History 1C explores the making of our modern world. It investigates the interconnectednhistories of revolution, war, imperialism, migration, race, slavery, democracy, rebellion, nnationalism, feminism, socialism, fascism, genocide, anti-colonialism, neoliberalism, and npopulist authoritarianism. Analyzing memoirs, novels, films, and other sources, we will ninvestigate how key political ideas have transformed societies, cultures, and economies nacross the globe from the late eighteenth century through to the present.
Terms: Spr | Units: 3-5 | UG Reqs: GER:DB-Hum, GER:EC-GlobalCom, WAY-ED, WAY-SI
Instructors: Crews, R. (PI)

HISTORY 3N: Terrorism

Why do we categorize some acts of violence as terrorism? How do the practitioners of such violence legitimize their actions? What are the effects of terror on culture, society, and politics? This course explores these questions around the globe from the nineteenth century to the present. Topics include the Russian populists, Ku Klux Klan, IRA, al Qaida, state terror, and the representation of terrorism in law, journalism, literature, film, and TV.
Last offered: Autumn 2019 | UG Reqs: WAY-ED, WAY-SI

HISTORY 4N: A World History of Genocide (JEWISHST 4N)

Reviews the history of genocide from ancient times until the present. Defines genocide, both in legal and historical terms, and investigates its causes, consequences, and global dimensions. Issues of prevention, punishment, and interdiction. Main periods of concern are the ancient world, Spanish colonial conquest; early modern Asia; settler genocides in America, Australia, and Africa; the Armenian genocide and the Holocaust; genocide in communist societies; and late 20th century genocide.
Last offered: Winter 2015 | UG Reqs: GER:DB-SocSci, WAY-ED, WAY-SI

HISTORY 5S: Comparative Partitions: Religion, Identity, and the Nation-State (FEMGEN 5S)

This course looks at demands for representation made by religious minority communities, specifically by Indian Muslim and European Jewish intellectuals, in the twentieth century. We will explore what national belonging means from the perspective of minorities against the backdrop of global discussions of anticolonialism, national self determination, and equal representation. Through primary sources, namely political tracts and speeches, oral histories, literary sources, and historical maps, we question how authors from different backgrounds constructed religious communities as nations in need of states.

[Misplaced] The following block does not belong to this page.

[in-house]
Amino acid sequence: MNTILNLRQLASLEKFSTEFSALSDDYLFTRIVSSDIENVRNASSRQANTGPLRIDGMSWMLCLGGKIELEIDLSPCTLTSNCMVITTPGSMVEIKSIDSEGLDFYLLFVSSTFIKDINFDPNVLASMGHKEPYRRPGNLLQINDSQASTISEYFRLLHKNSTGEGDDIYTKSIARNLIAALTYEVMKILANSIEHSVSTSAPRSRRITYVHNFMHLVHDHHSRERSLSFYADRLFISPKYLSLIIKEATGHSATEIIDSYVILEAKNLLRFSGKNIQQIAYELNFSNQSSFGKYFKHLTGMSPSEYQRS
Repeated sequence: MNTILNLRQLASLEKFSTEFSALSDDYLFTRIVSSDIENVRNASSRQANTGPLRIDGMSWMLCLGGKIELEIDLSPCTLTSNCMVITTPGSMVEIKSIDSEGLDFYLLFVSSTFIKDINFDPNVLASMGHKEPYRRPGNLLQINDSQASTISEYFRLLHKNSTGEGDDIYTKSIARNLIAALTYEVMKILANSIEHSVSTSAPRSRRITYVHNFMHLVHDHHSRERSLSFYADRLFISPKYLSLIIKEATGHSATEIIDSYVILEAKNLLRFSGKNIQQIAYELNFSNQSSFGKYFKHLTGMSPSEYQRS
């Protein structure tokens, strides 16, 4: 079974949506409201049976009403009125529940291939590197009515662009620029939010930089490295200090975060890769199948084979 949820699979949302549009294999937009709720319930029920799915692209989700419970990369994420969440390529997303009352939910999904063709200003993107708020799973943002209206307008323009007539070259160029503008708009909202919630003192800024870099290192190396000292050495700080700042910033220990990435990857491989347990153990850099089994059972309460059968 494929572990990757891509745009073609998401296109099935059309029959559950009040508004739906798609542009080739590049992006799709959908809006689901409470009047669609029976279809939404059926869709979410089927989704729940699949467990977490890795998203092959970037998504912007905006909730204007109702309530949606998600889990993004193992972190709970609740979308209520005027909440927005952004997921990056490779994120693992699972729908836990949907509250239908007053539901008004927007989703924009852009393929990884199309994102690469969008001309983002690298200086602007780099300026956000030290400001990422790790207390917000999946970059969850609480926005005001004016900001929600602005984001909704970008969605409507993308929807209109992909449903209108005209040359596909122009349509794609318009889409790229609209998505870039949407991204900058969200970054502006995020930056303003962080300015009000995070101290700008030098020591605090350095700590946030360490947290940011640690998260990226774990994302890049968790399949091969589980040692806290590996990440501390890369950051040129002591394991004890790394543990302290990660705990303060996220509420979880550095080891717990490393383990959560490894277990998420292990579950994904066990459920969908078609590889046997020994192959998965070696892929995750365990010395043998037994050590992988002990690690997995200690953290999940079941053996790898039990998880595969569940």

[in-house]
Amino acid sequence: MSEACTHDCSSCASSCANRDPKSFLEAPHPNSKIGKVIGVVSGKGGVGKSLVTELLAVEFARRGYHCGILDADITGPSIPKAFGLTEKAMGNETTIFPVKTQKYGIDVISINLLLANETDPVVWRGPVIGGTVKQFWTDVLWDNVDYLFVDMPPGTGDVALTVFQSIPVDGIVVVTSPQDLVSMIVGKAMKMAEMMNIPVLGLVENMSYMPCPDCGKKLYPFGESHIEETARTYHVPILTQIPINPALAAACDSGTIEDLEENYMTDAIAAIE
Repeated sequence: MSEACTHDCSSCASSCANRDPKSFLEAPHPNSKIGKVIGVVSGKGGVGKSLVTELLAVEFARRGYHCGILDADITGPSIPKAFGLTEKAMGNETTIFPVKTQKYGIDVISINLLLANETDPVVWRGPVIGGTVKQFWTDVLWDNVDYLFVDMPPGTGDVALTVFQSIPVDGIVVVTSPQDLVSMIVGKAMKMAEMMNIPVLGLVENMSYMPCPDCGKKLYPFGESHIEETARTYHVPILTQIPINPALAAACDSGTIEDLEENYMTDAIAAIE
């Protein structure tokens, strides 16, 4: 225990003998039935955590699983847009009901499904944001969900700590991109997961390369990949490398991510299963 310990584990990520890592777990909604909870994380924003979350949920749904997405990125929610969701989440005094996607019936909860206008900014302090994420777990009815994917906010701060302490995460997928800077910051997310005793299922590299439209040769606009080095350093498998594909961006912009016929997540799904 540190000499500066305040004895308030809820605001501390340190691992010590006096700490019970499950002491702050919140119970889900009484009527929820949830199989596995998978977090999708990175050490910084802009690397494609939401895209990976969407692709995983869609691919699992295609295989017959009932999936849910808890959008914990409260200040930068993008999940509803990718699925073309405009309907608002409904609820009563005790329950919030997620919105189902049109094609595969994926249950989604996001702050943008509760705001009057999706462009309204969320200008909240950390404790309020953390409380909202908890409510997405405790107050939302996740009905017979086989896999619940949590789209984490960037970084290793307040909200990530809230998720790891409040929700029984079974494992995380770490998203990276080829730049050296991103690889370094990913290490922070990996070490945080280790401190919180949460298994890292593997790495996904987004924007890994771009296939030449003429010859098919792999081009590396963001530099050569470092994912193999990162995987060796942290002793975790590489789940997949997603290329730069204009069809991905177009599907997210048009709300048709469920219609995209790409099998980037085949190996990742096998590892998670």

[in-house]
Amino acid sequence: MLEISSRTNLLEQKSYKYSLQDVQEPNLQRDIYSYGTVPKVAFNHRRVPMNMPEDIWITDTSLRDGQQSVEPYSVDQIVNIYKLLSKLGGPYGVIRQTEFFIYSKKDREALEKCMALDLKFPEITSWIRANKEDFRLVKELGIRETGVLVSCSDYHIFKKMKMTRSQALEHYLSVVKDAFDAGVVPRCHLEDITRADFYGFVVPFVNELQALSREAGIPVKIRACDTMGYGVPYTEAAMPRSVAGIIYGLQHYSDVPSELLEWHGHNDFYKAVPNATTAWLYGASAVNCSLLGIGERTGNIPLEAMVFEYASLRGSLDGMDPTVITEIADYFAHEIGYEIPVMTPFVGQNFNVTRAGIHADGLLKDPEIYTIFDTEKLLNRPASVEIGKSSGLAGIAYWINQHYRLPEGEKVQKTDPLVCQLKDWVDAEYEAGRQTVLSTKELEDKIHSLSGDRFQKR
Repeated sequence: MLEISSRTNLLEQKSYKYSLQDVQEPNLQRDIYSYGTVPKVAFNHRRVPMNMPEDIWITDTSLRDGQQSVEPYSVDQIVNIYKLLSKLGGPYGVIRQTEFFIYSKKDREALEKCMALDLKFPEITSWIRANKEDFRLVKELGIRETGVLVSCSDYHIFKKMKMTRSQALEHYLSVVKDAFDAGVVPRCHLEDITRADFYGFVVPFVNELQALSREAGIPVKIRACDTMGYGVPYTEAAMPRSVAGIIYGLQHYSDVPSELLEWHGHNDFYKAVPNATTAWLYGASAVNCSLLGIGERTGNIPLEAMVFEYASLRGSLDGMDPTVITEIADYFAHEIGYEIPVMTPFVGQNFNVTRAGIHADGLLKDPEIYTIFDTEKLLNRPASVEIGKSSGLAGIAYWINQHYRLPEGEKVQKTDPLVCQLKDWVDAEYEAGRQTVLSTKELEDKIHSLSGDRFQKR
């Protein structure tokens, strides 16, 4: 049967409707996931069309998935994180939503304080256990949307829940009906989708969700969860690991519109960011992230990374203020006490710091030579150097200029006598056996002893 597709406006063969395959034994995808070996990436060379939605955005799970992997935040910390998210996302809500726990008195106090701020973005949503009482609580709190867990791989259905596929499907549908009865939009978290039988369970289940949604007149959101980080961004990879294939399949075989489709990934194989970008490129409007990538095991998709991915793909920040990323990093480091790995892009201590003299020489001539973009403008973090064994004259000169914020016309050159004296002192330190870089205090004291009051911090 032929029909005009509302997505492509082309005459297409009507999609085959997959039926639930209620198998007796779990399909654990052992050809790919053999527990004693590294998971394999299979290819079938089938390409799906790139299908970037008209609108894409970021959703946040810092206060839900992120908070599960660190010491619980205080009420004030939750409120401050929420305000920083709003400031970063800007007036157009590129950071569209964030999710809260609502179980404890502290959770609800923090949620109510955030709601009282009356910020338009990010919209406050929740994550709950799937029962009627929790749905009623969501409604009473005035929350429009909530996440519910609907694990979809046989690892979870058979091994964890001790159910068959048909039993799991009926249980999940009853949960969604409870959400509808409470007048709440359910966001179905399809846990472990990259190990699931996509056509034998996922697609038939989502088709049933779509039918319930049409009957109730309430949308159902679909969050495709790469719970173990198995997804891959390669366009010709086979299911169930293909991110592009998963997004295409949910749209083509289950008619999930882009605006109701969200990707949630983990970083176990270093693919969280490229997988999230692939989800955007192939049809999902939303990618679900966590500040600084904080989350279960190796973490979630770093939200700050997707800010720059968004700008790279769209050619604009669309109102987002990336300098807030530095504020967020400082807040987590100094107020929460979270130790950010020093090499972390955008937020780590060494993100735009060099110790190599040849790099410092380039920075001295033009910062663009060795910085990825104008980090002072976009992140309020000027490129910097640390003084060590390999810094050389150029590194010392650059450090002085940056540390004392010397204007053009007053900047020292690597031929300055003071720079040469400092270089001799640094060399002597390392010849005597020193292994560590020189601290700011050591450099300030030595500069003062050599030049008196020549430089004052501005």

Last offered: Spring 2020 | UG Reqs: WAY-ED, WAY-SI

HISTORY 13S: Misfits of the Middle Ages: Persecution and Tolerance in Medieval Europe

Medieval Europe is infamous for its persecutions. In the popular imagination, the Middle Ages were a uniquely unhappy time for Jews, heretics, lepers, witches, and countless other outsiders. But what is the truth about Europe¿s ¿Dark Ages?¿ What was it actually like to be a Jew in medieval Italy, a leper in England, a heretic in France? Who carried out the persecutions, what motivated them to violence, and did they actually succeed? How do the experiences of medieval Europe¿s outsiders still inform our own notions of tolerance, human rights, and inclusion today?
Terms: Win | Units: 5 | UG Reqs: WAY-ED, WAY-SI
Instructors: Baker, L. (PI)

HISTORY 16: Traders and Crusaders in the Medieval Mediterranean (HISTORY 116)

Trade and crusade were inextricably interconnected in the high Middle Ages. As merchant ships ferried knights and pilgrims across the Mediterranean, rulers borrowed heavily to finance their expeditions, while military expansion opened new economic opportunities. Course themes include the origins of the Crusading movement; the rise of Venice and other maritime powers; the pivotal roles of the Byzantine and Mongol Empires; relations between Christians, Muslims, and Jews; new military, maritime, and commercial technologies; and the modern legacy of the Crusades.
Terms: Aut | Units: 3-5 | UG Reqs: WAY-ED, WAY-SI